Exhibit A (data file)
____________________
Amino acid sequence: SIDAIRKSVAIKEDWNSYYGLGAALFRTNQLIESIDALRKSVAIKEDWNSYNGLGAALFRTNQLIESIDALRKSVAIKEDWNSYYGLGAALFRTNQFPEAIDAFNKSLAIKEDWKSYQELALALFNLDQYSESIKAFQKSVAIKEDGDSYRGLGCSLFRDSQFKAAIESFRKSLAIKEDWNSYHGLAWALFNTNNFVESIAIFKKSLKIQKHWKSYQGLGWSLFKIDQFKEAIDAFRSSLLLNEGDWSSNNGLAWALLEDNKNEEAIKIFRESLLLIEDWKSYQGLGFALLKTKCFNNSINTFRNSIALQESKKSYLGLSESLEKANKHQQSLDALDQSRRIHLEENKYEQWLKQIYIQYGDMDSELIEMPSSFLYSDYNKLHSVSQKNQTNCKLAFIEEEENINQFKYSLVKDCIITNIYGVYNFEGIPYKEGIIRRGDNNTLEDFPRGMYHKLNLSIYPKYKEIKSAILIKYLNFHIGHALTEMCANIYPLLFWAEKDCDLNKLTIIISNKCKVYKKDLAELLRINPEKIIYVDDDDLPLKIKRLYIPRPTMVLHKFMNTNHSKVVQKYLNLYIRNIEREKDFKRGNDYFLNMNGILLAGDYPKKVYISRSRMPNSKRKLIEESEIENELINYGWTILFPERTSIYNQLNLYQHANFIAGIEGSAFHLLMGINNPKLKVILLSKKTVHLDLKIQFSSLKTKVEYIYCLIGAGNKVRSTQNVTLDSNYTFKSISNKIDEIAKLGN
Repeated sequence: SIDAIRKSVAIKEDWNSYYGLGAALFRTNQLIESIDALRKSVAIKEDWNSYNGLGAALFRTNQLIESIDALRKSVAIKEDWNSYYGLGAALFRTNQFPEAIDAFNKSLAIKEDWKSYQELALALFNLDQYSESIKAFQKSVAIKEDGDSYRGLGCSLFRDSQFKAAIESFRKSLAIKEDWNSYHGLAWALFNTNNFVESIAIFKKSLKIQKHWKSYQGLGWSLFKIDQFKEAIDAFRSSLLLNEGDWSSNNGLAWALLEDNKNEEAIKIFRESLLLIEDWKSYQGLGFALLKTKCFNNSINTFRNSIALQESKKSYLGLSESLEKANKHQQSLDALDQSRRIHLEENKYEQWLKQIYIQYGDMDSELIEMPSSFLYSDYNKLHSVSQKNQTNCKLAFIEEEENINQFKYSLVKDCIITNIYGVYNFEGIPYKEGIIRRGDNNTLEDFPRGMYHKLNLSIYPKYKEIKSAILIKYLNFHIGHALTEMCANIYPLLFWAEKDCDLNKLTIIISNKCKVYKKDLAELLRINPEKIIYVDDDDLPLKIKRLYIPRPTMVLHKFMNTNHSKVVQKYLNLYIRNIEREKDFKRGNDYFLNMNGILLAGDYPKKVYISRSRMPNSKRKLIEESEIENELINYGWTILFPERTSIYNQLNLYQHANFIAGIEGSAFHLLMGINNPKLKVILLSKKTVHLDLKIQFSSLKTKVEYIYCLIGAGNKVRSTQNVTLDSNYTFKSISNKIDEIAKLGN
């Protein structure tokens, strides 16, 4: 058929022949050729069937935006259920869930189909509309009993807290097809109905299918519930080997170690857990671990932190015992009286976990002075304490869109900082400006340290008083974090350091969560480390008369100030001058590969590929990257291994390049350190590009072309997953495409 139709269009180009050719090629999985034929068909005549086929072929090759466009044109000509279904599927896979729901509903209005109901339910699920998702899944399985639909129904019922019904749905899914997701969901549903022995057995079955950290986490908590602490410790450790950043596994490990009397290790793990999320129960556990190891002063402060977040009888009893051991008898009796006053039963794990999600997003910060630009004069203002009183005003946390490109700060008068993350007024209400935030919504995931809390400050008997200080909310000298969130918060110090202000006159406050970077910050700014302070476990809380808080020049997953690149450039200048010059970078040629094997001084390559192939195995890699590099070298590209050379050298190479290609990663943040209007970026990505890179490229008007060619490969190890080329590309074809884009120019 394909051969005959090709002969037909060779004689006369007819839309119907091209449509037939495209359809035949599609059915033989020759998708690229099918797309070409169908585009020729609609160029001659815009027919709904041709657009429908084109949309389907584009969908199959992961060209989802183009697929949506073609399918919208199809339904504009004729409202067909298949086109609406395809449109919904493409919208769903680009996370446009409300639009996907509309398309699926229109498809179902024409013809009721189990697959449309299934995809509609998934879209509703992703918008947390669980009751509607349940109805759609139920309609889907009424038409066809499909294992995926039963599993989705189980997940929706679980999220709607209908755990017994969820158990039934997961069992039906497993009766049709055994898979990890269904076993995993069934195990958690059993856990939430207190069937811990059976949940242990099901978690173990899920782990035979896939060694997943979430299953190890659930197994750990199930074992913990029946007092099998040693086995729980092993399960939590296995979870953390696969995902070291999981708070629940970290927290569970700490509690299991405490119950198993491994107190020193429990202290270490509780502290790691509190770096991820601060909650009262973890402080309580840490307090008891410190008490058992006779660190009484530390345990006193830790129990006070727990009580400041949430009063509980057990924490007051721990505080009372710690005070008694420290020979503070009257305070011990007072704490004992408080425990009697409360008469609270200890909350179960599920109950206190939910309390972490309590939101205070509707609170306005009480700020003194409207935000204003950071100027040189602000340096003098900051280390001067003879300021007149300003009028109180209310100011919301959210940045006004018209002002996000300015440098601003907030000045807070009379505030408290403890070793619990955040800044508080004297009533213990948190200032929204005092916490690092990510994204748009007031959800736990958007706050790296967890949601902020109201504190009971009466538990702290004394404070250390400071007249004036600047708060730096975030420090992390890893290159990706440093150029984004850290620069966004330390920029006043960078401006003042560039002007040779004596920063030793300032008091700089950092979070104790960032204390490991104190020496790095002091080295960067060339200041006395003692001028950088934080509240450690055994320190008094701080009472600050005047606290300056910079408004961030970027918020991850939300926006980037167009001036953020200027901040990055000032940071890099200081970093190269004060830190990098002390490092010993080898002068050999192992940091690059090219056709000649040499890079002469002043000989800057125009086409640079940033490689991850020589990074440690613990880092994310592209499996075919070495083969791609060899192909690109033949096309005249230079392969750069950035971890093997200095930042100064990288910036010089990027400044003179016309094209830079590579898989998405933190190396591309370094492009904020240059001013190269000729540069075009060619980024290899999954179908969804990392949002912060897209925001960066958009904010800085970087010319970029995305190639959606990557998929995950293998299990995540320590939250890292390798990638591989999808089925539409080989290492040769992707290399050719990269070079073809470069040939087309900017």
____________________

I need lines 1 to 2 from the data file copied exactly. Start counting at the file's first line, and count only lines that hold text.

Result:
Amino acid sequence: SIDAIRKSVAIKEDWNSYYGLGAALFRTNQLIESIDALRKSVAIKEDWNSYNGLGAALFRTNQLIESIDALRKSVAIKEDWNSYYGLGAALFRTNQFPEAIDAFNKSLAIKEDWKSYQELALALFNLDQYSESIKAFQKSVAIKEDGDSYRGLGCSLFRDSQFKAAIESFRKSLAIKEDWNSYHGLAWALFNTNNFVESIAIFKKSLKIQKHWKSYQGLGWSLFKIDQFKEAIDAFRSSLLLNEGDWSSNNGLAWALLEDNKNEEAIKIFRESLLLIEDWKSYQGLGFALLKTKCFNNSINTFRNSIALQESKKSYLGLSESLEKANKHQQSLDALDQSRRIHLEENKYEQWLKQIYIQYGDMDSELIEMPSSFLYSDYNKLHSVSQKNQTNCKLAFIEEEENINQFKYSLVKDCIITNIYGVYNFEGIPYKEGIIRRGDNNTLEDFPRGMYHKLNLSIYPKYKEIKSAILIKYLNFHIGHALTEMCANIYPLLFWAEKDCDLNKLTIIISNKCKVYKKDLAELLRINPEKIIYVDDDDLPLKIKRLYIPRPTMVLHKFMNTNHSKVVQKYLNLYIRNIEREKDFKRGNDYFLNMNGILLAGDYPKKVYISRSRMPNSKRKLIEESEIENELINYGWTILFPERTSIYNQLNLYQHANFIAGIEGSAFHLLMGINNPKLKVILLSKKTVHLDLKIQFSSLKTKVEYIYCLIGAGNKVRSTQNVTLDSNYTFKSISNKIDEIAKLGN
Repeated sequence: SIDAIRKSVAIKEDWNSYYGLGAALFRTNQLIESIDALRKSVAIKEDWNSYNGLGAALFRTNQLIESIDALRKSVAIKEDWNSYYGLGAALFRTNQFPEAIDAFNKSLAIKEDWKSYQELALALFNLDQYSESIKAFQKSVAIKEDGDSYRGLGCSLFRDSQFKAAIESFRKSLAIKEDWNSYHGLAWALFNTNNFVESIAIFKKSLKIQKHWKSYQGLGWSLFKIDQFKEAIDAFRSSLLLNEGDWSSNNGLAWALLEDNKNEEAIKIFRESLLLIEDWKSYQGLGFALLKTKCFNNSINTFRNSIALQESKKSYLGLSESLEKANKHQQSLDALDQSRRIHLEENKYEQWLKQIYIQYGDMDSELIEMPSSFLYSDYNKLHSVSQKNQTNCKLAFIEEEENINQFKYSLVKDCIITNIYGVYNFEGIPYKEGIIRRGDNNTLEDFPRGMYHKLNLSIYPKYKEIKSAILIKYLNFHIGHALTEMCANIYPLLFWAEKDCDLNKLTIIISNKCKVYKKDLAELLRINPEKIIYVDDDDLPLKIKRLYIPRPTMVLHKFMNTNHSKVVQKYLNLYIRNIEREKDFKRGNDYFLNMNGILLAGDYPKKVYISRSRMPNSKRKLIEESEIENELINYGWTILFPERTSIYNQLNLYQHANFIAGIEGSAFHLLMGINNPKLKVILLSKKTVHLDLKIQFSSLKTKVEYIYCLIGAGNKVRSTQNVTLDSNYTFKSISNKIDEIAKLGN